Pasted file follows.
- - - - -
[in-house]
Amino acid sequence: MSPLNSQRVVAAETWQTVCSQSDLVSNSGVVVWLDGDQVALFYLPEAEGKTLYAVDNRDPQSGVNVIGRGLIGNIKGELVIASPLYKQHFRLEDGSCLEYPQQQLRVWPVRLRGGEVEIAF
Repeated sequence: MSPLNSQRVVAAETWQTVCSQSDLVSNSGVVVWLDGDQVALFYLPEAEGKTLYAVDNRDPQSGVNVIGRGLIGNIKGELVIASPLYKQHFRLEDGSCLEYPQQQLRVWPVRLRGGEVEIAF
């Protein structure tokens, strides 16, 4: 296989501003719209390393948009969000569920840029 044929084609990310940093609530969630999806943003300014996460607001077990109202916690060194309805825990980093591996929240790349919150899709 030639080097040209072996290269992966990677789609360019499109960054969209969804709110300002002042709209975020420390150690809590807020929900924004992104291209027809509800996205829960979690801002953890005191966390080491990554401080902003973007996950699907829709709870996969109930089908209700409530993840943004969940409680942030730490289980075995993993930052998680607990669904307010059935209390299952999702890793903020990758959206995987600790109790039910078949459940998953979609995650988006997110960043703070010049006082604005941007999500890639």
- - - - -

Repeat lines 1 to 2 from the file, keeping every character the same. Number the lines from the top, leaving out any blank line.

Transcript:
[in-house]
Amino acid sequence: MSPLNSQRVVAAETWQTVCSQSDLVSNSGVVVWLDGDQVALFYLPEAEGKTLYAVDNRDPQSGVNVIGRGLIGNIKGELVIASPLYKQHFRLEDGSCLEYPQQQLRVWPVRLRGGEVEIAF